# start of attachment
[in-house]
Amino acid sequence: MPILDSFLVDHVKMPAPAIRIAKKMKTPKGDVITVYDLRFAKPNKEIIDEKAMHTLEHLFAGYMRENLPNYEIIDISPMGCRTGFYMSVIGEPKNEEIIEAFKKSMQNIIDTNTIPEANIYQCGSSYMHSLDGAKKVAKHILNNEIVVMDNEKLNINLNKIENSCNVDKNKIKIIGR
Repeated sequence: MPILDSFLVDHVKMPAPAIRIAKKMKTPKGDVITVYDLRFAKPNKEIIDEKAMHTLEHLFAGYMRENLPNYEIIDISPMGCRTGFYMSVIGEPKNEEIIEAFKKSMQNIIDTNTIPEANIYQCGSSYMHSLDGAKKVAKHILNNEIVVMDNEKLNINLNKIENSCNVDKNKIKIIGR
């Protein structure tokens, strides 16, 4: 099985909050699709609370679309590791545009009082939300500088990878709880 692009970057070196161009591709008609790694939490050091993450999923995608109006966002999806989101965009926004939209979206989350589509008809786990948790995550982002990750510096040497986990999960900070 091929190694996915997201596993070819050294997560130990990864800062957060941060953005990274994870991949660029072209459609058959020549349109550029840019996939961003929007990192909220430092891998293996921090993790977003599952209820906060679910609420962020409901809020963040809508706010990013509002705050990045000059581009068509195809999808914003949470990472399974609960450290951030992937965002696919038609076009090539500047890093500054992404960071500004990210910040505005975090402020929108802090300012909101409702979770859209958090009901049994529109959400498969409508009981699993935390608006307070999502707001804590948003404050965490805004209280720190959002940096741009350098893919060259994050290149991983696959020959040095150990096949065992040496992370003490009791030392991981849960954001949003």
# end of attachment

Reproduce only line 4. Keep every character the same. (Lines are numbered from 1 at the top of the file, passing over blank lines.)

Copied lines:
């Protein structure tokens, strides 16, 4: 099985909050699709609370679309590791545009009082939300500088990878709880 692009970057070196161009591709008609790694939490050091993450999923995608109006966002999806989101965009926004939209979206989350589509008809786990948790995550982002990750510096040497986990999960900070 091929190694996915997201596993070819050294997560130990990864800062957060941060953005990274994870991949660029072209459609058959020549349109550029840019996939961003929007990192909220430092891998293996921090993790977003599952209820906060679910609420962020409901809020963040809508706010990013509002705050990045000059581009068509195809999808914003949470990472399974609960450290951030992937965002696919038609076009090539500047890093500054992404960071500004990210910040505005975090402020929108802090300012909101409702979770859209958090009901049994529109959400498969409508009981699993935390608006307070999502707001804590948003404050965490805004209280720190959002940096741009350098893919060259994050290149991983696959020959040095150990096949065992040496992370003490009791030392991981849960954001949003």